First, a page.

The trek to Trader Joe’s last week felt like going to Disneyland, but instead of Mickey Mouse and Goofy greeting me, gloved workers festooned with decorative face masks happily welcomed me in. Good to get out, drive, take in fresh scenery, and walk through the wonderland of newly stocked shelves loaded with that most privileged and appreciated commodity in these dark times: food.
Compared to daily walks around the complex or in the nearby woods, driving somewhere feels like I’m channeling Steve McQueen as he rides his motorcycle in his escape from the WWII prison camp. He eludes pursuers over hill and dale, but eventually gets caught trying to jump that final fence to freedom. Alas, like McQueen, I also have to return and continue the days ahead in semi-solitary confinement.
These periodic food runs and frequent walks outside the home remind me of things I miss doing and likely took for granted back then. The ability to go out on a whim, explore a museum, or think nothing of driving over an hour to Ohio for that pan of amazing coffee cake were delights I did not fully appreciate then. How could I, when they were anytime, anywhere options? Now it feels like a naughty pleasure to get out, triggering some religion-induced guilt for enjoying it so.
Once outside, I think I must be in a Twilight Zone episode, that one where everything looked normal and in place, except there were no people, anywhere. On some days, walks in the woods feel like I’m the last human on Earth. Except for the distant sound of highway traffic, it’s not a stretch to have those thoughts. But wait…up ahead, someone masked and gloved approaches. So I’m not the last. Soon those thoughts give way to the new, autonomic social distancing dance, once clumsy, but now just is.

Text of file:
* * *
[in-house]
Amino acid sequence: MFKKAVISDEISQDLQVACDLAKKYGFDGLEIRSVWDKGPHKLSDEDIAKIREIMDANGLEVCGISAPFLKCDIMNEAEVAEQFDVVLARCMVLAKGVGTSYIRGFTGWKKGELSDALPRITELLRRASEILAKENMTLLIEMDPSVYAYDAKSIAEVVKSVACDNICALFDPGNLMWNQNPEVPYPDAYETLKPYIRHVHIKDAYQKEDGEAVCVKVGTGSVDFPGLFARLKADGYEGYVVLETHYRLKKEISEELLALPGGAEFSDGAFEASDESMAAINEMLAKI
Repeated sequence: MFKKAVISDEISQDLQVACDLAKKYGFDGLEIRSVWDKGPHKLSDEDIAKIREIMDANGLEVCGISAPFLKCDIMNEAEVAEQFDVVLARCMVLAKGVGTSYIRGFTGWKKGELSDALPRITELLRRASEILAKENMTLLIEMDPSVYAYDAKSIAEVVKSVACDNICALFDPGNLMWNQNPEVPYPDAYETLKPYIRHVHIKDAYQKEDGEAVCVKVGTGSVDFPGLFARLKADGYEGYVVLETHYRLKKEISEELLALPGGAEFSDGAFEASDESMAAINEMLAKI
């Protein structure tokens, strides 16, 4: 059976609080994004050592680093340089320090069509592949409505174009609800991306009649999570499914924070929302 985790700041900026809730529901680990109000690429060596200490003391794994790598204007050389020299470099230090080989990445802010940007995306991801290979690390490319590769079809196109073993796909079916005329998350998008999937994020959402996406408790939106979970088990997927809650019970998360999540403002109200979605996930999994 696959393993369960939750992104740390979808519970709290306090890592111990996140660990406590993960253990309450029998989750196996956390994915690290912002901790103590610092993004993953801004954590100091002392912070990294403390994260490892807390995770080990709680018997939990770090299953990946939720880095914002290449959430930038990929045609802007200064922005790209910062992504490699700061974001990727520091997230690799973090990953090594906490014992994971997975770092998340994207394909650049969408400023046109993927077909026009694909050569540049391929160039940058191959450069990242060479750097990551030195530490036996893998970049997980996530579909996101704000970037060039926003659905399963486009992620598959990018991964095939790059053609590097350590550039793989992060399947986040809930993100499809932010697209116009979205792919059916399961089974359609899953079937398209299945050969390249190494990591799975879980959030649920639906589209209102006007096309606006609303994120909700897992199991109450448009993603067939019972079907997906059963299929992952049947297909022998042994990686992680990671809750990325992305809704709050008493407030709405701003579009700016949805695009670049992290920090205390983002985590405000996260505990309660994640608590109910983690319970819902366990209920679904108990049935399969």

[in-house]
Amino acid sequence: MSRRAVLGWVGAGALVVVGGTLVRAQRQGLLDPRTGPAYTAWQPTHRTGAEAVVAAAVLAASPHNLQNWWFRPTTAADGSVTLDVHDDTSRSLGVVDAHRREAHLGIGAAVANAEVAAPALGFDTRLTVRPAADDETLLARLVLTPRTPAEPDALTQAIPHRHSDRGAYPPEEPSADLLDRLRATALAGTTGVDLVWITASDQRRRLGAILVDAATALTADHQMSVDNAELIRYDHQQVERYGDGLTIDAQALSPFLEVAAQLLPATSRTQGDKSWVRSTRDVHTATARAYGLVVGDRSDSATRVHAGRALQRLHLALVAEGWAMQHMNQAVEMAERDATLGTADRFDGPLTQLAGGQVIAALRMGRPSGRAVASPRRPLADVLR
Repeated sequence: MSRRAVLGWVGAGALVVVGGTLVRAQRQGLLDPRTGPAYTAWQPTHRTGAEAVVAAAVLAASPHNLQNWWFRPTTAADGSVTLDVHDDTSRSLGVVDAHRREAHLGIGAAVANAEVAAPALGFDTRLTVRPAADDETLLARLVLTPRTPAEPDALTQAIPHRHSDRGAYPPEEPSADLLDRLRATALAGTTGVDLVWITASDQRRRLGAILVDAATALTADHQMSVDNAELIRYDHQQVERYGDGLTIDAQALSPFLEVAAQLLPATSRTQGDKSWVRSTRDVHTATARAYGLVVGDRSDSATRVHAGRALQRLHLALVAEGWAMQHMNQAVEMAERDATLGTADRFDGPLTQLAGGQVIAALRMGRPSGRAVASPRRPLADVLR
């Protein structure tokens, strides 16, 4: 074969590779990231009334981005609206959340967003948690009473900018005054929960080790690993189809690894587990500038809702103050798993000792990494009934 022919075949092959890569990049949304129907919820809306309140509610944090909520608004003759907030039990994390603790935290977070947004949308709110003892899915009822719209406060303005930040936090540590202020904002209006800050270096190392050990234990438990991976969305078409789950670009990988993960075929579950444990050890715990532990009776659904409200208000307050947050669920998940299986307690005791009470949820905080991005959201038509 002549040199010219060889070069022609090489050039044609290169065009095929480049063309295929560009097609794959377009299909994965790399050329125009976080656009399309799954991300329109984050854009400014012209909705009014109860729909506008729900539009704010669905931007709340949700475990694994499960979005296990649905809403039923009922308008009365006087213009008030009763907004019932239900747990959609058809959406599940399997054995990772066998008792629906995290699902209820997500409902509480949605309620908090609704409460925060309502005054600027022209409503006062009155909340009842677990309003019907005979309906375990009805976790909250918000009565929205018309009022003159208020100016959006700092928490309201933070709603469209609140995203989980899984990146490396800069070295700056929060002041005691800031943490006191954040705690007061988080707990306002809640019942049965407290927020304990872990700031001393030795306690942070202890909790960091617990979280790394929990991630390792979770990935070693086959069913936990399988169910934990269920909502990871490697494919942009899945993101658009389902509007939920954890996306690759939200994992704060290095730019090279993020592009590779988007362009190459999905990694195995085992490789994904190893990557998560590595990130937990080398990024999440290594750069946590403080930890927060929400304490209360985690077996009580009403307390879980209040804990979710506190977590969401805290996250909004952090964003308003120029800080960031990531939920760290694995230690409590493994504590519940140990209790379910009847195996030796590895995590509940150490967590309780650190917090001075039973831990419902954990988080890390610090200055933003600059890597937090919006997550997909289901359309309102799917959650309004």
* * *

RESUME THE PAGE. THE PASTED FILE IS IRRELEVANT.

My growing list of basic things now grateful for, perhaps not as much as before, finds walking at the top. Rewind back to 2004, my year of back surgery to correct a problem that evolved into being unable to walk without severe pain. After post-surgery recovery, there were still moments when I mentally wrestled with accepting I wouldn’t walk well again, but eventually those thoughts dissipated.
Since then, I’ve always been grateful for my recovered ability to walk freely, possibly that most precious of human abilities that opens doors to so many experiences and enables self-reliance. My love of hiking and walking, it seems, would not be denied and ever since, have been grateful for every step I could take.
“The geographical pilgrimage is the symbolic acting out of an inner journey. The inner journey is the interpolation of the meanings and signs of the outer pilgrimage. One can have one without the other. It is best to have both.” – Thomas Merton
The power to move from here to there, without mechanical conveyance, is a marvel and a lifelong art form. The fluidity of muscles moving in harmony with joints, driven by the lung’s unselfish in- and out-breaths in rhythm with the heart’s life-pump, are as mysterious and amazing as any modern technology.
As I walk and earn that magical moment, what those who jog call “runner’s high,” all cares slip away and only the moment is in focus. The sensory delights of surroundings combine with the meditative and therapeutic value of a good walk completes the experience. Having the capability and opportunity to walk freely during these dark times is my daily taste of freedom…for now.
“An Eskimo custom offers an angry person release by walking the emotion out of his or her system in a straight line across the landscape, the point at which anger is conquered is marked with a stick, bearing witness to the strength or length of the rage.” – Lucy Lippard, “Overlay”
“I stride along with calm, with eyes, with shoes,
with fury, with forgetfulness.”
– Pablo Neruda